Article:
Nukamel Sheds Light on Milk Fat Globule Membrane's Untapped Potential in Young Animal Feeding– INDUSTRY PERSPECTIVES

Source: Nukamel via Feedinfo

In livestock production the benefits of getting young animal nutrition right cannot be overstated. Proper nutrition during these early stages is not only essential for the long-term well-being and productivity of the animal but also for the health of farmer operations. By providing animals with the necessary nutrients early on, we can reduce the risk of health problems and help them reach their productive potential faster, leading to increased efficiency and higher operational yields.

Dutch young animal nutrition solutions maker, Nukamel understands this all too well and is looking to help the industry further boost the health and development of young animals with the use of milk fat globule membrane (MFGM), an ingredient that has received quite a bit of attention in human new-born nutrition. The company believes that this common component of mammalian milks can also play a vital role in young animals by improving nutrient absorption, promoting healthy gut microbiota, and reducing the risk of infections and inflammation.

In this Industry Perspectives, Nukamel CEO, Jan Druyts, along with the company’s R&D Manager, Evi Croes and Product Manager for Poultry, Steven Cools talks us through the company’s research into MFGM and its benefits in calf, piglet, and chick nutrition.

[Feedinfo] Can you give us a brief history on Nukamel please. How did the company get its start?

Jan Druyts

[Jan Druyts] Nukamel was founded in 1954 and has always been a specialist in young animal nutrition. We believe in the power of high-quality dairy to stimulate young animal development, and this has become even more important considering the fast genetic evolution of production animals. New-born animals also have a greater need for highly digestible components and dairy, which has one of the highest levels of digestibility and is rich in natural bioactives, can play an essential role in their development.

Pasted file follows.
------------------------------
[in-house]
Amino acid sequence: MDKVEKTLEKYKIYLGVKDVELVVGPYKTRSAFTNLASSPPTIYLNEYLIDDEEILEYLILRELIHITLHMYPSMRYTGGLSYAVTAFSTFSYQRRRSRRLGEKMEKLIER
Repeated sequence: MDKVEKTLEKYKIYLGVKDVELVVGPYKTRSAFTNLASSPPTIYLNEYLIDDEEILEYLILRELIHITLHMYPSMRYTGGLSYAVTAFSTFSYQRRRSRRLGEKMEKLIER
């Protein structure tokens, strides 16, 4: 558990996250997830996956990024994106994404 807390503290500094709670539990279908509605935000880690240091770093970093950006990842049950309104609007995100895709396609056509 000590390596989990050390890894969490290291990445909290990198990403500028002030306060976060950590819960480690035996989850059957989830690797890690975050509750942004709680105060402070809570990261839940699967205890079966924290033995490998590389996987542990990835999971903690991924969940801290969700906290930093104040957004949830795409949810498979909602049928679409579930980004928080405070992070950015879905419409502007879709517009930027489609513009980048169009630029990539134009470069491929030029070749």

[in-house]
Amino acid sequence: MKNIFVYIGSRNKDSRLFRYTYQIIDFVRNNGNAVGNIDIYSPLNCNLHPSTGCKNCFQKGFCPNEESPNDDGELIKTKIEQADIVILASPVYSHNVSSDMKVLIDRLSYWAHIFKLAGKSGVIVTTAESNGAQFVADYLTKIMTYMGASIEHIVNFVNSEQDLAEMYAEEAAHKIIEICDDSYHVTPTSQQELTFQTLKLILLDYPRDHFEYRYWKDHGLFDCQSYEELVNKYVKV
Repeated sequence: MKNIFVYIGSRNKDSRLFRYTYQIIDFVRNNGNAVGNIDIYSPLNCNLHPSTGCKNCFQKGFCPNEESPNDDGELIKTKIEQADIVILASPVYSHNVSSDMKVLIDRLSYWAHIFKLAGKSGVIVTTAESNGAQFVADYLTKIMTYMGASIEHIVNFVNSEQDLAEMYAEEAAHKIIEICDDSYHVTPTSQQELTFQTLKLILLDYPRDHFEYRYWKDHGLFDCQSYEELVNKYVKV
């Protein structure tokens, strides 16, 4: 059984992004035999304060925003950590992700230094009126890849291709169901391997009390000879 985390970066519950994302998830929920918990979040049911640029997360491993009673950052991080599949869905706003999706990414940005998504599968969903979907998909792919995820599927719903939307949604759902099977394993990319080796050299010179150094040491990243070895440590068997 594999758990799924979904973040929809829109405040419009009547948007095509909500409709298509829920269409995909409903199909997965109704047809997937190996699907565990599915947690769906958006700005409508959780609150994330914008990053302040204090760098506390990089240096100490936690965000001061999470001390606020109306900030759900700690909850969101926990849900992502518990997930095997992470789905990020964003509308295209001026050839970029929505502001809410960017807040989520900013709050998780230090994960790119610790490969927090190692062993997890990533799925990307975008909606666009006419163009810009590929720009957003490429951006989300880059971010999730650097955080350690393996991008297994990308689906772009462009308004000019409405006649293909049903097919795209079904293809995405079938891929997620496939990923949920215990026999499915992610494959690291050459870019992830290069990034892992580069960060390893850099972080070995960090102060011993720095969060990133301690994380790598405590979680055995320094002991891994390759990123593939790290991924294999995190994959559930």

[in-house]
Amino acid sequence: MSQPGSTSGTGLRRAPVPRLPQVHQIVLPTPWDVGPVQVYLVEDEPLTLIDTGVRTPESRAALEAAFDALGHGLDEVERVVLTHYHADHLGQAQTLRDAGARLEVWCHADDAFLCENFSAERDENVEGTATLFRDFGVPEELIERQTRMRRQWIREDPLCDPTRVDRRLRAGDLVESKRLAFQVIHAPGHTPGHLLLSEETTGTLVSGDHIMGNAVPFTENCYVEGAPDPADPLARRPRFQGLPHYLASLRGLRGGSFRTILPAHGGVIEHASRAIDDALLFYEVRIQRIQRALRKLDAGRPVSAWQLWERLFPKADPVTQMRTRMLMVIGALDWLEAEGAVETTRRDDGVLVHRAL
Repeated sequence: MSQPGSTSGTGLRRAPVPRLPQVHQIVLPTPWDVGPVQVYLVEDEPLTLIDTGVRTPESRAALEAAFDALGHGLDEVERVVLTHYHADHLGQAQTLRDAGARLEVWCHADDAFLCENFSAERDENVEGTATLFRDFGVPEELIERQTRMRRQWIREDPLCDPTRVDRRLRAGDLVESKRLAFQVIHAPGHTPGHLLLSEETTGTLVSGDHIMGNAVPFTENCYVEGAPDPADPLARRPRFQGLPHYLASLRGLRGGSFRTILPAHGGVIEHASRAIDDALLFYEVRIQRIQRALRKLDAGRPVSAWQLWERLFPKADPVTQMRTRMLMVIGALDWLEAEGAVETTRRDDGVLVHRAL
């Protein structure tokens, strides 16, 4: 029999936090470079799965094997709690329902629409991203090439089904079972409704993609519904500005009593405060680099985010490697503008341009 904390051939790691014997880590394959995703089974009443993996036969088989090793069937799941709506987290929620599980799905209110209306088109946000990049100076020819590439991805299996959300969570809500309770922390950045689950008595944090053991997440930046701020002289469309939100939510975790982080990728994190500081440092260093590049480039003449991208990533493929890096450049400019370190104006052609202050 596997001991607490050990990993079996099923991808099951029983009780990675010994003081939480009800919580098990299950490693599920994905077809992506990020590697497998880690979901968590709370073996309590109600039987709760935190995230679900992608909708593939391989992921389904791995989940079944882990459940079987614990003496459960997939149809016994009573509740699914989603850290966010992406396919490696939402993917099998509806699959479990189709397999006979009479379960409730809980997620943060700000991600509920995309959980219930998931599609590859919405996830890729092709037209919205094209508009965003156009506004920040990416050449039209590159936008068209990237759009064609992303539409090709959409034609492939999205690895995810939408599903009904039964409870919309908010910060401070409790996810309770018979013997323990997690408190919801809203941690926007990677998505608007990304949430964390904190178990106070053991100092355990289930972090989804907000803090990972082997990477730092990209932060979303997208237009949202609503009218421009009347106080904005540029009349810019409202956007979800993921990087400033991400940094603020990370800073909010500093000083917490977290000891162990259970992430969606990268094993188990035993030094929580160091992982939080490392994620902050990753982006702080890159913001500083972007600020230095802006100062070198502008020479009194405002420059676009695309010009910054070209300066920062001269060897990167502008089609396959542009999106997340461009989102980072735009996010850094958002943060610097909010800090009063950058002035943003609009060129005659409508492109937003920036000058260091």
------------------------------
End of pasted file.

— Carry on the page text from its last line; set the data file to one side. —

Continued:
Nukamel plays the essential role of decoding the value of dairy into the highly specific needs of young animals, including

aqua. Our experts, therefore, combine fundamental and practical research to distinguish between different sources of dairy as both the nutritional value as well as the health-promoting power of dairy powders can vary a lot!

[Feedinfo] So what exactly is milk fat globule membrane (MFGM)? What are its nutritional components? And how is it produced?

[Evi Croes] Good question, as I believe MFGM is not a familiar component to most nutritionists. MFGM is a complex, three-layered membrane structure that surrounds the triacylglycerol lipid core of milk fat globules. It is naturally present in all mammalian milks where it protects the fat globules from coalescence and degradation. It is a unique assembly of proteins, lipids, and carbohydrates. More than 500 proteins with diverse functions have been identified, which includes mucins, butyrophilin and lactadherin. Many of them are glycosylated, making them more resistant to digestion, thereby explaining their immune benefits and bacterial adhesion.